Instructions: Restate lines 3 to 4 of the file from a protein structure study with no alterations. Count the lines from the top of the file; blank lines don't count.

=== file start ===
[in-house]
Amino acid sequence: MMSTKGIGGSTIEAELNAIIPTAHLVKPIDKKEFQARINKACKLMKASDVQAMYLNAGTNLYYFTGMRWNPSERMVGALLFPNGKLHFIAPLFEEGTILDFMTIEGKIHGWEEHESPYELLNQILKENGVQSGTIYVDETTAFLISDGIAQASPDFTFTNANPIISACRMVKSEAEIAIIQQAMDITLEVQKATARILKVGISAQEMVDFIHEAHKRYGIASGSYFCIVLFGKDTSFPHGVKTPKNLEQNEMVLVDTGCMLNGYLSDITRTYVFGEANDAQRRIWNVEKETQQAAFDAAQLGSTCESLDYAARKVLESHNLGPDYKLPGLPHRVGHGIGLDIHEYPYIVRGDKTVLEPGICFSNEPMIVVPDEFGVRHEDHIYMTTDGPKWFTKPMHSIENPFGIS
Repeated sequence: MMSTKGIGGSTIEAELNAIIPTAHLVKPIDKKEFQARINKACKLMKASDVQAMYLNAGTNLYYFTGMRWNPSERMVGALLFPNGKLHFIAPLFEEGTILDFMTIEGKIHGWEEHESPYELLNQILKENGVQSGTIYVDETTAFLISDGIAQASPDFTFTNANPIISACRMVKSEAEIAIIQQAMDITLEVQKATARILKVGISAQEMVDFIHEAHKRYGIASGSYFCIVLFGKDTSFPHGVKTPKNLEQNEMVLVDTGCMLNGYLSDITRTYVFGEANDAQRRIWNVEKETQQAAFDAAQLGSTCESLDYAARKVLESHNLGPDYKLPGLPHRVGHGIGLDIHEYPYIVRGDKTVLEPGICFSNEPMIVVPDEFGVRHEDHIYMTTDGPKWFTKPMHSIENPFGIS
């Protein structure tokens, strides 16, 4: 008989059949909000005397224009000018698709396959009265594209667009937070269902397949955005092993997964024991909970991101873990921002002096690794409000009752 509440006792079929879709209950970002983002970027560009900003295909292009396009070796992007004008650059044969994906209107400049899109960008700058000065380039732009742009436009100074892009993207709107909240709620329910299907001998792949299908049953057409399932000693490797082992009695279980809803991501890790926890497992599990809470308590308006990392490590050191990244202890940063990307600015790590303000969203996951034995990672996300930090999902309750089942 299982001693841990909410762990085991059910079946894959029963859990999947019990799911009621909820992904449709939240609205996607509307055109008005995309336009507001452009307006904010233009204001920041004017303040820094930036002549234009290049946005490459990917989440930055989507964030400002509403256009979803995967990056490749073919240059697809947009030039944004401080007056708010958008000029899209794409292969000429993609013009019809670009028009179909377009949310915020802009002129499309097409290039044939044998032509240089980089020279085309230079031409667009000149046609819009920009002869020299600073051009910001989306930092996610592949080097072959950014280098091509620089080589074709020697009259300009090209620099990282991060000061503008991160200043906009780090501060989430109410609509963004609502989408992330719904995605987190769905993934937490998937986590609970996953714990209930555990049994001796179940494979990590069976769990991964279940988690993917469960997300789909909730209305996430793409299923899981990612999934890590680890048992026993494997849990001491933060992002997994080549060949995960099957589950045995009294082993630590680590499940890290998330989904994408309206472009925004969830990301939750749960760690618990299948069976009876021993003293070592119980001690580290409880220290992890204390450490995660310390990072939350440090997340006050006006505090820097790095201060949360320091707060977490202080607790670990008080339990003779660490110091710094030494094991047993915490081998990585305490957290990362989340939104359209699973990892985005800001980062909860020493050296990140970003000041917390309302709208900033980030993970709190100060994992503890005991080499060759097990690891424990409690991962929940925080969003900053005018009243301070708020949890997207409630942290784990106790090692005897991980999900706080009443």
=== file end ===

Repeated sequence: MMSTKGIGGSTIEAELNAIIPTAHLVKPIDKKEFQARINKACKLMKASDVQAMYLNAGTNLYYFTGMRWNPSERMVGALLFPNGKLHFIAPLFEEGTILDFMTIEGKIHGWEEHESPYELLNQILKENGVQSGTIYVDETTAFLISDGIAQASPDFTFTNANPIISACRMVKSEAEIAIIQQAMDITLEVQKATARILKVGISAQEMVDFIHEAHKRYGIASGSYFCIVLFGKDTSFPHGVKTPKNLEQNEMVLVDTGCMLNGYLSDITRTYVFGEANDAQRRIWNVEKETQQAAFDAAQLGSTCESLDYAARKVLESHNLGPDYKLPGLPHRVGHGIGLDIHEYPYIVRGDKTVLEPGICFSNEPMIVVPDEFGVRHEDHIYMTTDGPKWFTKPMHSIENPFGIS
């Protein structure tokens, strides 16, 4: 008989059949909000005397224009000018698709396959009265594209667009937070269902397949955005092993997964024991909970991101873990921002002096690794409000009752 509440006792079929879709209950970002983002970027560009900003295909292009396009070796992007004008650059044969994906209107400049899109960008700058000065380039732009742009436009100074892009993207709107909240709620329910299907001998792949299908049953057409399932000693490797082992009695279980809803991501890790926890497992599990809470308590308006990392490590050191990244202890940063990307600015790590303000969203996951034995990672996300930090999902309750089942 299982001693841990909410762990085991059910079946894959029963859990999947019990799911009621909820992904449709939240609205996607509307055109008005995309336009507001452009307006904010233009204001920041004017303040820094930036002549234009290049946005490459990917989440930055989507964030400002509403256009979803995967990056490749073919240059697809947009030039944004401080007056708010958008000029899209794409292969000429993609013009019809670009028009179909377009949310915020802009002129499309097409290039044939044998032509240089980089020279085309230079031409667009000149046609819009920009002869020299600073051009910001989306930092996610592949080097072959950014280098091509620089080589074709020697009259300009090209620099990282991060000061503008991160200043906009780090501060989430109410609509963004609502989408992330719904995605987190769905993934937490998937986590609970996953714990209930555990049994001796179940494979990590069976769990991964279940988690993917469960997300789909909730209305996430793409299923899981990612999934890590680890048992026993494997849990001491933060992002997994080549060949995960099957589950045995009294082993630590680590499940890290998330989904994408309206472009925004969830990301939750749960760690618990299948069976009876021993003293070592119980001690580290409880220290992890204390450490995660310390990072939350440090997340006050006006505090820097790095201060949360320091707060977490202080607790670990008080339990003779660490110091710094030494094991047993915490081998990585305490957290990362989340939104359209699973990892985005800001980062909860020493050296990140970003000041917390309302709208900033980030993970709190100060994992503890005991080499060759097990690891424990409690991962929940925080969003900053005018009243301070708020949890997207409630942290784990106790090692005897991980999900706080009443």